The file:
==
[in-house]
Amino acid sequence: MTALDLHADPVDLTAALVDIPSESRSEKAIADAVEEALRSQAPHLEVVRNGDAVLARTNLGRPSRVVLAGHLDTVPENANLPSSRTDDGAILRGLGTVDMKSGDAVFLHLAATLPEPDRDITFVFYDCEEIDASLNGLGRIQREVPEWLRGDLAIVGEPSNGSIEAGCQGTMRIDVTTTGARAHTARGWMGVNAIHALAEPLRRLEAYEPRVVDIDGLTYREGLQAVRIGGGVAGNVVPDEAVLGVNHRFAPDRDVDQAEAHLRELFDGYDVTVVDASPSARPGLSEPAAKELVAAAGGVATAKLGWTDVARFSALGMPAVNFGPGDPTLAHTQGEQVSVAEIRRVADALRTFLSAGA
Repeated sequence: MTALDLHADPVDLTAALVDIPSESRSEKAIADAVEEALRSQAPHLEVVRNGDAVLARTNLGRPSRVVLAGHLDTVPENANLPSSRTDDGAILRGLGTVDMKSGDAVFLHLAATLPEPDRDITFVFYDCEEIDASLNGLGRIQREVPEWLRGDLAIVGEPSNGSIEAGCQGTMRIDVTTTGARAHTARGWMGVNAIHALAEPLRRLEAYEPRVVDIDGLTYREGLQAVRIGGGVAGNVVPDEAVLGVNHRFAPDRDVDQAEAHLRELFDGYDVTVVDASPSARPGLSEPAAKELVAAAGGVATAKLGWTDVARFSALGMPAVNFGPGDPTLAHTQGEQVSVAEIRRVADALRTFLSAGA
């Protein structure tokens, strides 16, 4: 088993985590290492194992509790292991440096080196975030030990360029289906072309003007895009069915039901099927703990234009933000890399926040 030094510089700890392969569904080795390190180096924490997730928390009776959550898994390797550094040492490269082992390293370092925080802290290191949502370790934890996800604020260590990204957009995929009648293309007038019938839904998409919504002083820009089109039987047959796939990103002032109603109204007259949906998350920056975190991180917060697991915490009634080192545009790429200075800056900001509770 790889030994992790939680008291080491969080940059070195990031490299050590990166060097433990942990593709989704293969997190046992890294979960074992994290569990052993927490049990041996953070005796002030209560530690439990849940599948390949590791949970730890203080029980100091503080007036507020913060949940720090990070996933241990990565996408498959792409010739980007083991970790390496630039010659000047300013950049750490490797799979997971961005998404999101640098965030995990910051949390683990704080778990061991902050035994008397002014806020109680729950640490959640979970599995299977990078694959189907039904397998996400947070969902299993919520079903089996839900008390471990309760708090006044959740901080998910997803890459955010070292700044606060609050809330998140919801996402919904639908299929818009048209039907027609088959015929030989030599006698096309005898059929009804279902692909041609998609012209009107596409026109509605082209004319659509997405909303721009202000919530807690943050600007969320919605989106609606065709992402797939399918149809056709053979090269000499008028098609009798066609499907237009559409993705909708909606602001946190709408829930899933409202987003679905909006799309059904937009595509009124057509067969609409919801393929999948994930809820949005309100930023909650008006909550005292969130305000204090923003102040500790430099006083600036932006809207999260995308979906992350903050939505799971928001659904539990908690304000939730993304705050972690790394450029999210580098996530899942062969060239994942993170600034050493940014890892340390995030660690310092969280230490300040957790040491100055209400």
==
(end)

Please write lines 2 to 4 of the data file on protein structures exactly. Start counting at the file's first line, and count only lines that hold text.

Amino acid sequence: MTALDLHADPVDLTAALVDIPSESRSEKAIADAVEEALRSQAPHLEVVRNGDAVLARTNLGRPSRVVLAGHLDTVPENANLPSSRTDDGAILRGLGTVDMKSGDAVFLHLAATLPEPDRDITFVFYDCEEIDASLNGLGRIQREVPEWLRGDLAIVGEPSNGSIEAGCQGTMRIDVTTTGARAHTARGWMGVNAIHALAEPLRRLEAYEPRVVDIDGLTYREGLQAVRIGGGVAGNVVPDEAVLGVNHRFAPDRDVDQAEAHLRELFDGYDVTVVDASPSARPGLSEPAAKELVAAAGGVATAKLGWTDVARFSALGMPAVNFGPGDPTLAHTQGEQVSVAEIRRVADALRTFLSAGA
Repeated sequence: MTALDLHADPVDLTAALVDIPSESRSEKAIADAVEEALRSQAPHLEVVRNGDAVLARTNLGRPSRVVLAGHLDTVPENANLPSSRTDDGAILRGLGTVDMKSGDAVFLHLAATLPEPDRDITFVFYDCEEIDASLNGLGRIQREVPEWLRGDLAIVGEPSNGSIEAGCQGTMRIDVTTTGARAHTARGWMGVNAIHALAEPLRRLEAYEPRVVDIDGLTYREGLQAVRIGGGVAGNVVPDEAVLGVNHRFAPDRDVDQAEAHLRELFDGYDVTVVDASPSARPGLSEPAAKELVAAAGGVATAKLGWTDVARFSALGMPAVNFGPGDPTLAHTQGEQVSVAEIRRVADALRTFLSAGA
């Protein structure tokens, strides 16, 4: 088993985590290492194992509790292991440096080196975030030990360029289906072309003007895009069915039901099927703990234009933000890399926040 030094510089700890392969569904080795390190180096924490997730928390009776959550898994390797550094040492490269082992390293370092925080802290290191949502370790934890996800604020260590990204957009995929009648293309007038019938839904998409919504002083820009089109039987047959796939990103002032109603109204007259949906998350920056975190991180917060697991915490009634080192545009790429200075800056900001509770 790889030994992790939680008291080491969080940059070195990031490299050590990166060097433990942990593709989704293969997190046992890294979960074992994290569990052993927490049990041996953070005796002030209560530690439990849940599948390949590791949970730890203080029980100091503080007036507020913060949940720090990070996933241990990565996408498959792409010739980007083991970790390496630039010659000047300013950049750490490797799979997971961005998404999101640098965030995990910051949390683990704080778990061991902050035994008397002014806020109680729950640490959640979970599995299977990078694959189907039904397998996400947070969902299993919520079903089996839900008390471990309760708090006044959740901080998910997803890459955010070292700044606060609050809330998140919801996402919904639908299929818009048209039907027609088959015929030989030599006698096309005898059929009804279902692909041609998609012209009107596409026109509605082209004319659509997405909303721009202000919530807690943050600007969320919605989106609606065709992402797939399918149809056709053979090269000499008028098609009798066609499907237009559409993705909708909606602001946190709408829930899933409202987003679905909006799309059904937009595509009124057509067969609409919801393929999948994930809820949005309100930023909650008006909550005292969130305000204090923003102040500790430099006083600036932006809207999260995308979906992350903050939505799971928001659904539990908690304000939730993304705050972690790394450029999210580098996530899942062969060239994942993170600034050493940014890892340390995030660690310092969280230490300040957790040491100055209400």